Thalamotomy

What is a Thalamotomy?

  • Thalamotomy is a type of brain surgery in which the thalamus, a tiny area of the brain, is destroyed.
  • Before surgery, detailed brain scans using a CT scan or MRI are done to identify the precise location for treatment.
  • Surgery on one side of the brain affects the opposite side of the body. If you have tremor in your right hand, for instance, the left side of your brain will be treated.
  • The procedure can be repeated on the other side of the brain if needed, but it greatly increases the risk of speech and cognitive problems after surgery.
  • Thalamotomy usually is reserved for people younger than 65 who have normal intellectual function and normal recent memory.

How is the surgery performed?

  • During the surgery, the patient is awake, but the scalp area where instruments are inserted is numbed with a local anesthetic.
  • The surgeon inserts a hollow probe through a small hole drilled in the skull to the target location.
  • An extremely cold substance, liquid nitrogen, is circulated inside the probe. The cold probe destroys the targeted brain tissue.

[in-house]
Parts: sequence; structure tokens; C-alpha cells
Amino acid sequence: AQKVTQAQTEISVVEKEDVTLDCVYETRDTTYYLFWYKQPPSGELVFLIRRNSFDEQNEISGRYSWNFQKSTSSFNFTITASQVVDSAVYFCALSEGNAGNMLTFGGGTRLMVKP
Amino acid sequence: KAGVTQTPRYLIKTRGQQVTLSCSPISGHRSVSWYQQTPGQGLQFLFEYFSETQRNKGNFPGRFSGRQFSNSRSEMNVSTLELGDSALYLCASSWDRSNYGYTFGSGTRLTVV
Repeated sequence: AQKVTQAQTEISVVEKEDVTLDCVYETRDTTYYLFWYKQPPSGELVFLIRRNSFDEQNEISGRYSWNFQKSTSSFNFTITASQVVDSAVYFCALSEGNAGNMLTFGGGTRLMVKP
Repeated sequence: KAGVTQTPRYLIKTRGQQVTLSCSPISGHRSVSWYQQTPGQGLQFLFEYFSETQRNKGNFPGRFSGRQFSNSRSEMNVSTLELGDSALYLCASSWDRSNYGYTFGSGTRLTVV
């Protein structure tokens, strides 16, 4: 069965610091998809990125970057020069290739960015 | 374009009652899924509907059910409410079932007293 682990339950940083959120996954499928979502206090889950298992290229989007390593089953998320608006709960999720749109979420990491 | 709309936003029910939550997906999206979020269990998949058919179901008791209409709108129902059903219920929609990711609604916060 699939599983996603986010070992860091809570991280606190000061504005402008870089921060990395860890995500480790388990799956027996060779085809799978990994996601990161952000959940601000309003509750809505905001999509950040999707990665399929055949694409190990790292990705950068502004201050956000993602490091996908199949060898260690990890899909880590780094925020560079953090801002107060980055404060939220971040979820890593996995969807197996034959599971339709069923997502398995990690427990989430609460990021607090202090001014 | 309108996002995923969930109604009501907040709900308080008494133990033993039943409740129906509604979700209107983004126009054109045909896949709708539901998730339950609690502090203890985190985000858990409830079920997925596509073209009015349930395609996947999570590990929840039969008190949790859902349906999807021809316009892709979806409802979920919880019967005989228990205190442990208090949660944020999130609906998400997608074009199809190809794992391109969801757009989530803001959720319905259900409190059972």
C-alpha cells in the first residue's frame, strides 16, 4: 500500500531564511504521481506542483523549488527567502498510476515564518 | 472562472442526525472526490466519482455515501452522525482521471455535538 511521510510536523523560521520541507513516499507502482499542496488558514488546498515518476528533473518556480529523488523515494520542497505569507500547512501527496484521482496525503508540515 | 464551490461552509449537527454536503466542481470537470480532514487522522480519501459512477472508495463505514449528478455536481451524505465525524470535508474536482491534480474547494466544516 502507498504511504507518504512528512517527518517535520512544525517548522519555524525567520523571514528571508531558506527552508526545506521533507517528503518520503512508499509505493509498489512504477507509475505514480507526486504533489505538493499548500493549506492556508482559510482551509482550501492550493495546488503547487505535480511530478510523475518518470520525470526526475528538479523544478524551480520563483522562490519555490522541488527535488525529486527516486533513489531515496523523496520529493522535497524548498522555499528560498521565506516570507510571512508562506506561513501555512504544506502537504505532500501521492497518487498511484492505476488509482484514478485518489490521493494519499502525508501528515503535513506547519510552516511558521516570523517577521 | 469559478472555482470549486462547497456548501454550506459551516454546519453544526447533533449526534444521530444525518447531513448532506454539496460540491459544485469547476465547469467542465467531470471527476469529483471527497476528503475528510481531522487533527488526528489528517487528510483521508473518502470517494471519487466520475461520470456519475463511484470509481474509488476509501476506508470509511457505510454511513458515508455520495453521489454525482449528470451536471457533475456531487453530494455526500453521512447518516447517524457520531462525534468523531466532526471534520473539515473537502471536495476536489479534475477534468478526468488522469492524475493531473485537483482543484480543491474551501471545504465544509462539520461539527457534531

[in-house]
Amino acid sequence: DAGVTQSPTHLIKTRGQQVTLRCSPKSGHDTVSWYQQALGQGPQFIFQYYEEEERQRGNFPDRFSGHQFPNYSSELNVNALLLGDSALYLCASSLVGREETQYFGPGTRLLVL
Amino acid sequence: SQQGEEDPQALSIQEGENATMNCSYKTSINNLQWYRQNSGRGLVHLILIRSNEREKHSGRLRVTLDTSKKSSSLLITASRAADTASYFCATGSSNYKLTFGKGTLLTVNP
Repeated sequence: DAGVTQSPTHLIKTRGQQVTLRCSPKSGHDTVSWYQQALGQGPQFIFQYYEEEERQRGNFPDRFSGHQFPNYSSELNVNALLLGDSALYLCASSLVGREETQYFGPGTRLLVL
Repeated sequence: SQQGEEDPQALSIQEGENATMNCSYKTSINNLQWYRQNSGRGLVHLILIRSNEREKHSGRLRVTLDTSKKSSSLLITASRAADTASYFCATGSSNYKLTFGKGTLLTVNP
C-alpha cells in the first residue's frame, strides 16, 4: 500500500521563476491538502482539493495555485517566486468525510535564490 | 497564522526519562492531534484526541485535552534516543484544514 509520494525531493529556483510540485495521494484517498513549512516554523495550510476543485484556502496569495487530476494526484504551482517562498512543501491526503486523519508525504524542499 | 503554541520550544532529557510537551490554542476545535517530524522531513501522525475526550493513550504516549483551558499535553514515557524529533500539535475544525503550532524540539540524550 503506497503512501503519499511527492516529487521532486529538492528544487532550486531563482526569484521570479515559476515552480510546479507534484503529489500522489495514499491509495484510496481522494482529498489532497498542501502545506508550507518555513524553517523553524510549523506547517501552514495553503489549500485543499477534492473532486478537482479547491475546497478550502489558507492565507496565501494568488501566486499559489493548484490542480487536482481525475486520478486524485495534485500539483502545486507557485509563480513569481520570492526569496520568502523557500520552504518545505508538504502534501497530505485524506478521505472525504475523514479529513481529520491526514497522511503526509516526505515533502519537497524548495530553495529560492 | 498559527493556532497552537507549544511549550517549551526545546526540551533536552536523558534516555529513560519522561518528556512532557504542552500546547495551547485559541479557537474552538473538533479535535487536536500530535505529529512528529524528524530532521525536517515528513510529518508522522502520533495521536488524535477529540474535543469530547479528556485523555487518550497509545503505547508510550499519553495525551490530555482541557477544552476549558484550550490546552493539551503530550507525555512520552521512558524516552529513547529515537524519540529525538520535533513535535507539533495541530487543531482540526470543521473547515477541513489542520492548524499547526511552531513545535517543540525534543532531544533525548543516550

• The probe is then removed, and the wound is closed.

What can you expect after surgery?

The surgery usually requires a 2-day hospital stay. Most people recover completely within about 6 weeks. It is best to discuss the risks associated with your neurologist because there are many risk factors, including underlying medical conditions.

How often are they performed?

  • Thalamotomy is rarely done today.
  • It may be used to treat severe tremor on one side of the body (most often in an arm or leg) that does not respond to medications. It does not help with slow movement (bradykinesia), speech problems, or walking difficulties.

Want to Learn More?

Request a free copy of this NPF manual:
Guide to Deep Brain Stimulation

Medical content reviewed by: Nina Browner, MD—Medical Director of the NPF Center of Excellence at the University of North Carolina at Chapel Hill in North Carolina and by Fernando Pagan, MD—Medical Director of the NPF Center of Excellence at Georgetown University Hospital in Washington, D.C.

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